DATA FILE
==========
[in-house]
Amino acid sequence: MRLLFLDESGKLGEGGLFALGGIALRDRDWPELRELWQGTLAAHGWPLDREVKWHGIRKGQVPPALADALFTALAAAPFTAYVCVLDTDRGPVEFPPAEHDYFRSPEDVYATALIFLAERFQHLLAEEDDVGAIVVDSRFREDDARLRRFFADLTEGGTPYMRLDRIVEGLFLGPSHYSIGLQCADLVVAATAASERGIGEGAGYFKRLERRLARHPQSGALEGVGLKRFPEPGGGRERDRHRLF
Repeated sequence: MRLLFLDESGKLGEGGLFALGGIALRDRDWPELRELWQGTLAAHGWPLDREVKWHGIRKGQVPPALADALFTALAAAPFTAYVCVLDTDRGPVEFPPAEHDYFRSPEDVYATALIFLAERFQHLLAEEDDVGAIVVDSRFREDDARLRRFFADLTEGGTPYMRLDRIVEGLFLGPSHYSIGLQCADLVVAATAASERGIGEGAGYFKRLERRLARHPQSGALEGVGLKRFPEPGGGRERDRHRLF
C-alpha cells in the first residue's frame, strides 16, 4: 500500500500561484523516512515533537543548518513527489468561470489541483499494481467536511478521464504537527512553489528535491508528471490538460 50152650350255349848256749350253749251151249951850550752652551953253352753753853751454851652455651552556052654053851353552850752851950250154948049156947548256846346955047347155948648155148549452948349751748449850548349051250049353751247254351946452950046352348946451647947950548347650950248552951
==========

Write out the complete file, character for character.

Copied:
[in-house]
Amino acid sequence: MRLLFLDESGKLGEGGLFALGGIALRDRDWPELRELWQGTLAAHGWPLDREVKWHGIRKGQVPPALADALFTALAAAPFTAYVCVLDTDRGPVEFPPAEHDYFRSPEDVYATALIFLAERFQHLLAEEDDVGAIVVDSRFREDDARLRRFFADLTEGGTPYMRLDRIVEGLFLGPSHYSIGLQCADLVVAATAASERGIGEGAGYFKRLERRLARHPQSGALEGVGLKRFPEPGGGRERDRHRLF
Repeated sequence: MRLLFLDESGKLGEGGLFALGGIALRDRDWPELRELWQGTLAAHGWPLDREVKWHGIRKGQVPPALADALFTALAAAPFTAYVCVLDTDRGPVEFPPAEHDYFRSPEDVYATALIFLAERFQHLLAEEDDVGAIVVDSRFREDDARLRRFFADLTEGGTPYMRLDRIVEGLFLGPSHYSIGLQCADLVVAATAASERGIGEGAGYFKRLERRLARHPQSGALEGVGLKRFPEPGGGRERDRHRLF
C-alpha cells in the first residue's frame, strides 16, 4: 500500500500561484523516512515533537543548518513527489468561470489541483499494481467536511478521464504537527512553489528535491508528471490538460 50152650350255349848256749350253749251151249951850550752652551953253352753753853751454851652455651552556052654053851353552850752851950250154948049156947548256846346955047347155948648155148549452948349751748449850548349051250049353751247254351946452950046352348946451647947950548347650950248552951